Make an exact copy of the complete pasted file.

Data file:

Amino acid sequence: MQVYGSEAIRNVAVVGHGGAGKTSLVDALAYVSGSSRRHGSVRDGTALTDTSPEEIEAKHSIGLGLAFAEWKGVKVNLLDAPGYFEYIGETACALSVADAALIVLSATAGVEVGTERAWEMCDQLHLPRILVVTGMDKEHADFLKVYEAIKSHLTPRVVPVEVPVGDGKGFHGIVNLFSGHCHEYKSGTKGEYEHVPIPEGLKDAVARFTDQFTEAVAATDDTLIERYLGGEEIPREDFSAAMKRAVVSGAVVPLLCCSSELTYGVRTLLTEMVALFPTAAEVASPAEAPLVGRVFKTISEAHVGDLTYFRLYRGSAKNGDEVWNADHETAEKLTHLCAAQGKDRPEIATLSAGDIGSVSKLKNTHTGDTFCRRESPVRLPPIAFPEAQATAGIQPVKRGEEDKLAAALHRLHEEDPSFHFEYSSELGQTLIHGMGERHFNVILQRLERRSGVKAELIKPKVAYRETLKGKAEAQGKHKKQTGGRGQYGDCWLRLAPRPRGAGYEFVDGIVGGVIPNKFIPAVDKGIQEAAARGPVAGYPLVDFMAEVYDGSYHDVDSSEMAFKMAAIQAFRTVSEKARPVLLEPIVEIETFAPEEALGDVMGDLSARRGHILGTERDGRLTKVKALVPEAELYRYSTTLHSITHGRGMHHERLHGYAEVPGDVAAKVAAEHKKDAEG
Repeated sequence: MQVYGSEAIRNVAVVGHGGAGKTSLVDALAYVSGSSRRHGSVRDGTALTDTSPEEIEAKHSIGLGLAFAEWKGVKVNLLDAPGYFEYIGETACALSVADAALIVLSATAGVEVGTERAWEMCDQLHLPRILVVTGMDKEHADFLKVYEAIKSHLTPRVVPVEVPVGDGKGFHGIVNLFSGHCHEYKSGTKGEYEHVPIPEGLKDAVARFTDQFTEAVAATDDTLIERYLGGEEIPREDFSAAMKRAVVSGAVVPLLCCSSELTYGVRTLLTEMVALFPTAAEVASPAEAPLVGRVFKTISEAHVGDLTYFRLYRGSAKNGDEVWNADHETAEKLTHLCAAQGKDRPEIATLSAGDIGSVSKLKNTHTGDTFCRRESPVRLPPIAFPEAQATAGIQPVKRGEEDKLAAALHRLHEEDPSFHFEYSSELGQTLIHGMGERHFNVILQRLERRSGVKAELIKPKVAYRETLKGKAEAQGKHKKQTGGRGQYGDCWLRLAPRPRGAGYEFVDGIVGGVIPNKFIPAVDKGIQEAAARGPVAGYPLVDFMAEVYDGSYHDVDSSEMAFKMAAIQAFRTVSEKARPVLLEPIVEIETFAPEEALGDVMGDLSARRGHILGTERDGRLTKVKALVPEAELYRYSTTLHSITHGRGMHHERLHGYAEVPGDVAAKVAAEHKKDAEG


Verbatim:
Amino acid sequence: MQVYGSEAIRNVAVVGHGGAGKTSLVDALAYVSGSSRRHGSVRDGTALTDTSPEEIEAKHSIGLGLAFAEWKGVKVNLLDAPGYFEYIGETACALSVADAALIVLSATAGVEVGTERAWEMCDQLHLPRILVVTGMDKEHADFLKVYEAIKSHLTPRVVPVEVPVGDGKGFHGIVNLFSGHCHEYKSGTKGEYEHVPIPEGLKDAVARFTDQFTEAVAATDDTLIERYLGGEEIPREDFSAAMKRAVVSGAVVPLLCCSSELTYGVRTLLTEMVALFPTAAEVASPAEAPLVGRVFKTISEAHVGDLTYFRLYRGSAKNGDEVWNADHETAEKLTHLCAAQGKDRPEIATLSAGDIGSVSKLKNTHTGDTFCRRESPVRLPPIAFPEAQATAGIQPVKRGEEDKLAAALHRLHEEDPSFHFEYSSELGQTLIHGMGERHFNVILQRLERRSGVKAELIKPKVAYRETLKGKAEAQGKHKKQTGGRGQYGDCWLRLAPRPRGAGYEFVDGIVGGVIPNKFIPAVDKGIQEAAARGPVAGYPLVDFMAEVYDGSYHDVDSSEMAFKMAAIQAFRTVSEKARPVLLEPIVEIETFAPEEALGDVMGDLSARRGHILGTERDGRLTKVKALVPEAELYRYSTTLHSITHGRGMHHERLHGYAEVPGDVAAKVAAEHKKDAEG
Repeated sequence: MQVYGSEAIRNVAVVGHGGAGKTSLVDALAYVSGSSRRHGSVRDGTALTDTSPEEIEAKHSIGLGLAFAEWKGVKVNLLDAPGYFEYIGETACALSVADAALIVLSATAGVEVGTERAWEMCDQLHLPRILVVTGMDKEHADFLKVYEAIKSHLTPRVVPVEVPVGDGKGFHGIVNLFSGHCHEYKSGTKGEYEHVPIPEGLKDAVARFTDQFTEAVAATDDTLIERYLGGEEIPREDFSAAMKRAVVSGAVVPLLCCSSELTYGVRTLLTEMVALFPTAAEVASPAEAPLVGRVFKTISEAHVGDLTYFRLYRGSAKNGDEVWNADHETAEKLTHLCAAQGKDRPEIATLSAGDIGSVSKLKNTHTGDTFCRRESPVRLPPIAFPEAQATAGIQPVKRGEEDKLAAALHRLHEEDPSFHFEYSSELGQTLIHGMGERHFNVILQRLERRSGVKAELIKPKVAYRETLKGKAEAQGKHKKQTGGRGQYGDCWLRLAPRPRGAGYEFVDGIVGGVIPNKFIPAVDKGIQEAAARGPVAGYPLVDFMAEVYDGSYHDVDSSEMAFKMAAIQAFRTVSEKARPVLLEPIVEIETFAPEEALGDVMGDLSARRGHILGTERDGRLTKVKALVPEAELYRYSTTLHSITHGRGMHHERLHGYAEVPGDVAAKVAAEHKKDAEG